Thanks to the officials, particularly assistant referee Mick McDonough – of Northumberland, no less –  Middlesbrough do pull one back on the stroke of half time. Following a corner, City’s defenders move forward leaving at least two, may be three, Boro players offside as the ball is played back in for one of them to head home. The offside looks obvious from my East Stand vantage. Referee Michael Oliver is in enough doubt to consult at length with his assistant, perhaps mindful that the same official had been widely berated for missing an offside when Manchester United equalised against Liverpool in January. But the goal stands. Happily for City, and Mr McDonough, the officials’ error didn’t prove decisive in the end.

The East Stand welcomes the linesman back to his beat with a chorus of boos as City start the second half with a precarious 3-2 lead. Cue Boro pressure, and City’s more defensive tactics as we hold on to what we have. Hernández goes off injured early doors to be replaced by Evandro, but this could as easily have been a tactical move as the manager tightens up our play and the Brazilian’s busy confidence suits a more compact formation.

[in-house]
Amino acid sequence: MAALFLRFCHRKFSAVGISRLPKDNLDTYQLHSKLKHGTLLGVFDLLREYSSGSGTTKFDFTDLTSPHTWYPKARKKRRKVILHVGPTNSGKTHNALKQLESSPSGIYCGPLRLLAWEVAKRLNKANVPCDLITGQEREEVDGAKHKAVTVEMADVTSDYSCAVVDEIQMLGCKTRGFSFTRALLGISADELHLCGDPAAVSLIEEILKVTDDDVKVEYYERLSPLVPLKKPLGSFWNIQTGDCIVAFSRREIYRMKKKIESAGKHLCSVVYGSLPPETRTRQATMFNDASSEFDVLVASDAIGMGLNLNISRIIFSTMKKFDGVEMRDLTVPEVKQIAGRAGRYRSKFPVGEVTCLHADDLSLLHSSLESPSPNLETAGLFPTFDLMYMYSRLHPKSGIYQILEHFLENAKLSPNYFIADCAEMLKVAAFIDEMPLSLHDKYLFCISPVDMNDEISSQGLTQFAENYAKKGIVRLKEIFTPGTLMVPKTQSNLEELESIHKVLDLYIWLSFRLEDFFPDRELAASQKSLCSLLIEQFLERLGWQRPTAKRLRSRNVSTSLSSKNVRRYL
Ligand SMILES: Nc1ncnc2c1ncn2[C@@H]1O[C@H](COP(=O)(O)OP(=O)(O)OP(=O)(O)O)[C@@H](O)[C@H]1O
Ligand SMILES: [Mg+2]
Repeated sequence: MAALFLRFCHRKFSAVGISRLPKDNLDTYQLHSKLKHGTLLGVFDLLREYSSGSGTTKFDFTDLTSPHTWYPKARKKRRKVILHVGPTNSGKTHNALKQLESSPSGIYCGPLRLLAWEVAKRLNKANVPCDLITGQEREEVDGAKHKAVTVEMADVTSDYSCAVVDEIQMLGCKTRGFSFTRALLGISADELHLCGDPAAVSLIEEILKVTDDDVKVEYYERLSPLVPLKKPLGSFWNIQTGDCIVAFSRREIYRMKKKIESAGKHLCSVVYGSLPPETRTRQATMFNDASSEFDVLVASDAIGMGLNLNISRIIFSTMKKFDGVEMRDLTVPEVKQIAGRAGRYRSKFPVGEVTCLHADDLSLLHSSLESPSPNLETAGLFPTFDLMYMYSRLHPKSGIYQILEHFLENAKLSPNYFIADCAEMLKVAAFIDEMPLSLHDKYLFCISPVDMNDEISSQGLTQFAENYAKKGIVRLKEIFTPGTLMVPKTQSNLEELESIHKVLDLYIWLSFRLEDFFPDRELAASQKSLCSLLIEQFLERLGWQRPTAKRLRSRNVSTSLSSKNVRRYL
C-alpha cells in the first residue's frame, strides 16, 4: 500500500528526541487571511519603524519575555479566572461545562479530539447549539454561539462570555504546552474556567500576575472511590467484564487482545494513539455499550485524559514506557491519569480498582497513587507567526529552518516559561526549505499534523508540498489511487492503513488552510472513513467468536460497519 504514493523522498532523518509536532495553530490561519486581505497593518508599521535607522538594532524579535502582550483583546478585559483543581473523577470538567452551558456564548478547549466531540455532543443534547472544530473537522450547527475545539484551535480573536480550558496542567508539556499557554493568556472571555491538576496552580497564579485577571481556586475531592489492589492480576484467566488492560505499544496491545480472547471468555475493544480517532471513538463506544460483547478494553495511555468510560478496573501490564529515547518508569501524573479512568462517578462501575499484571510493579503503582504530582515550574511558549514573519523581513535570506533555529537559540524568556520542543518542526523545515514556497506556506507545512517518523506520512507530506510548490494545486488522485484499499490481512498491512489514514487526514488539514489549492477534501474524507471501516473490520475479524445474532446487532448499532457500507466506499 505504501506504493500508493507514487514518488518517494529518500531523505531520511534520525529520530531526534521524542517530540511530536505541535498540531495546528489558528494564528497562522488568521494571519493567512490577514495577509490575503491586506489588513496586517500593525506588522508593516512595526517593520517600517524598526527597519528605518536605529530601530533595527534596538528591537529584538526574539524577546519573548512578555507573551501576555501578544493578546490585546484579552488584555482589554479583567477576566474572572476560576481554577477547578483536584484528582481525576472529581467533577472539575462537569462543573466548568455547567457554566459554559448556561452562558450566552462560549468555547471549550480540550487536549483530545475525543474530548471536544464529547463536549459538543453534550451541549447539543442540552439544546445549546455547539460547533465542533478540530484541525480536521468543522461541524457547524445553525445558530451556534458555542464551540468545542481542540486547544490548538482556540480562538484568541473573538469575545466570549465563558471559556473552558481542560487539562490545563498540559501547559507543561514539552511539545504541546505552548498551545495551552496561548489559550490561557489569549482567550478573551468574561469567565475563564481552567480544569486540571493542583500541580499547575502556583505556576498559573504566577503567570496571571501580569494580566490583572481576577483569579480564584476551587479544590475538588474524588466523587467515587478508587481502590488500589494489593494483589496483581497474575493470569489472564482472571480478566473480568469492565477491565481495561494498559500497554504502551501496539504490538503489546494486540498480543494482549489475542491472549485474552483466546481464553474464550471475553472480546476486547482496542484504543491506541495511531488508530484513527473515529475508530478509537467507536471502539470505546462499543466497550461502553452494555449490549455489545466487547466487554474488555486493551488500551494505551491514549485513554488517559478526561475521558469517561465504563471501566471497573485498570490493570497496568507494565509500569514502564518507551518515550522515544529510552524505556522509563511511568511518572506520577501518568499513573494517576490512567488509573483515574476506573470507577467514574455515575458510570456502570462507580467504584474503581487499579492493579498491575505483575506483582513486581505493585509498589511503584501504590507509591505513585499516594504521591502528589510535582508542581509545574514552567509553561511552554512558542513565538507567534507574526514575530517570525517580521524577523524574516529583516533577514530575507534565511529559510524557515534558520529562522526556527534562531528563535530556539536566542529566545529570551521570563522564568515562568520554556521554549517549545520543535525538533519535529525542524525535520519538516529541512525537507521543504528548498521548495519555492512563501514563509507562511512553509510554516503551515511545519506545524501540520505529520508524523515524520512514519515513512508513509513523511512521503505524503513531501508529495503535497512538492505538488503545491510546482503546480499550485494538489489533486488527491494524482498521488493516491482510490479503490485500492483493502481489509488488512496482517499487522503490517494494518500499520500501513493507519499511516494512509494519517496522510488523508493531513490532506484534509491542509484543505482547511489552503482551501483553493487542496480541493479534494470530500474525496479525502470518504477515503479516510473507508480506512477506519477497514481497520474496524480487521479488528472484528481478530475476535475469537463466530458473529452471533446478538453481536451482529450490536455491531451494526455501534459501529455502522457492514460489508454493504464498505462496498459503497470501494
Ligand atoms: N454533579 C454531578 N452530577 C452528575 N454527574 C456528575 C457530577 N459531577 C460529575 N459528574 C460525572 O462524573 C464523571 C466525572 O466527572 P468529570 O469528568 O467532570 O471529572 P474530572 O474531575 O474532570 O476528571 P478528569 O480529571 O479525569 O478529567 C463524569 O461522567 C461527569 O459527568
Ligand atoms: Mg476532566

For 20 minutes or so, we hold on but the lead remains just one goal. Then comes Robertson’s free-kick, Maguire’s first ever Premier League goal, and a two goal cushion that always seems enough.

To cap it all, with the final whistle nearing, there’s a rising crescendo of cheering, starting in the North Stand, as word comes through that Spurs have equalised at Swansea … no, hang on, they’ve only gone and got a winner. You what? It’s 3-1 to Spurs? You having a laugh? This is almost last-day-of-the-season stuff, as mobiles are checked and sums done, to confirm that City are at last out of the bottom three.